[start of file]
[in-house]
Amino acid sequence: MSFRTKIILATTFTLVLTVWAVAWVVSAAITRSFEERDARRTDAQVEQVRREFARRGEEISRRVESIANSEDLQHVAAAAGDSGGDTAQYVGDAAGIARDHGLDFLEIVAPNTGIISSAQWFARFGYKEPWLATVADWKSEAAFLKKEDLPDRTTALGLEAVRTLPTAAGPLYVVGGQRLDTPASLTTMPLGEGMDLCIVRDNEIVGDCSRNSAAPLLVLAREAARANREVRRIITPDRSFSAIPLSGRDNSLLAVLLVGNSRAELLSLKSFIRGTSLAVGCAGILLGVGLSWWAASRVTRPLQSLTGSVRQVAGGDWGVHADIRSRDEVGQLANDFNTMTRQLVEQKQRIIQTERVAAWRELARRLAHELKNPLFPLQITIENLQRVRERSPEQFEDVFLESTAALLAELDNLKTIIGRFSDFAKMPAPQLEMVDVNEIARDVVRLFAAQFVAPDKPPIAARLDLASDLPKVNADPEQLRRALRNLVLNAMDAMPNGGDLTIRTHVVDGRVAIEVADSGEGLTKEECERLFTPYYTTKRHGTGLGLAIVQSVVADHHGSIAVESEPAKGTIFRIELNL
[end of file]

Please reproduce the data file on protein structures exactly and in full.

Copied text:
[in-house]
Amino acid sequence: MSFRTKIILATTFTLVLTVWAVAWVVSAAITRSFEERDARRTDAQVEQVRREFARRGEEISRRVESIANSEDLQHVAAAAGDSGGDTAQYVGDAAGIARDHGLDFLEIVAPNTGIISSAQWFARFGYKEPWLATVADWKSEAAFLKKEDLPDRTTALGLEAVRTLPTAAGPLYVVGGQRLDTPASLTTMPLGEGMDLCIVRDNEIVGDCSRNSAAPLLVLAREAARANREVRRIITPDRSFSAIPLSGRDNSLLAVLLVGNSRAELLSLKSFIRGTSLAVGCAGILLGVGLSWWAASRVTRPLQSLTGSVRQVAGGDWGVHADIRSRDEVGQLANDFNTMTRQLVEQKQRIIQTERVAAWRELARRLAHELKNPLFPLQITIENLQRVRERSPEQFEDVFLESTAALLAELDNLKTIIGRFSDFAKMPAPQLEMVDVNEIARDVVRLFAAQFVAPDKPPIAARLDLASDLPKVNADPEQLRRALRNLVLNAMDAMPNGGDLTIRTHVVDGRVAIEVADSGEGLTKEECERLFTPYYTTKRHGTGLGLAIVQSVVADHHGSIAVESEPAKGTIFRIELNL